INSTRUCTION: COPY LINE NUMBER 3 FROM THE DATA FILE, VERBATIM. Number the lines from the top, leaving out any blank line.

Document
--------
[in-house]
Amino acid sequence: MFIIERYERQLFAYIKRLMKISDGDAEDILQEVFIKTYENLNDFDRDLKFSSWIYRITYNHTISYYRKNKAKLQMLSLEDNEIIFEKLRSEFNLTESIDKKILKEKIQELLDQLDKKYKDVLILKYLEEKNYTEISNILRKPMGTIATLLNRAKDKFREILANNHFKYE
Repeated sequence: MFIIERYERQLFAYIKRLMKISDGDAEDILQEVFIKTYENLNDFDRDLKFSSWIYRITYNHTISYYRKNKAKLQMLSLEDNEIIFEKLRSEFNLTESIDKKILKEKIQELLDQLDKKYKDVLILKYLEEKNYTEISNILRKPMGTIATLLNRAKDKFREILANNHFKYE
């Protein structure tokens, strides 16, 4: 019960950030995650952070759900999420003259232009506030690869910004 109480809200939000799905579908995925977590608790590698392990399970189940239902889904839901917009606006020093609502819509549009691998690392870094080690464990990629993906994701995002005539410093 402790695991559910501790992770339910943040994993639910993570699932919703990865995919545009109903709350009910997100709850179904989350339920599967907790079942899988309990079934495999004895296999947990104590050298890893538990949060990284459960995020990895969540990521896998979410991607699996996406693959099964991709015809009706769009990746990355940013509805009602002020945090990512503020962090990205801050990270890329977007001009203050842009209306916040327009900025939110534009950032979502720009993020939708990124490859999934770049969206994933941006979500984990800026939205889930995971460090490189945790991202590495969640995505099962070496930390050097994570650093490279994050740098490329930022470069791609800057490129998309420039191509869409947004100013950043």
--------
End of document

Repeated sequence: MFIIERYERQLFAYIKRLMKISDGDAEDILQEVFIKTYENLNDFDRDLKFSSWIYRITYNHTISYYRKNKAKLQMLSLEDNEIIFEKLRSEFNLTESIDKKILKEKIQELLDQLDKKYKDVLILKYLEEKNYTEISNILRKPMGTIATLLNRAKDKFREILANNHFKYE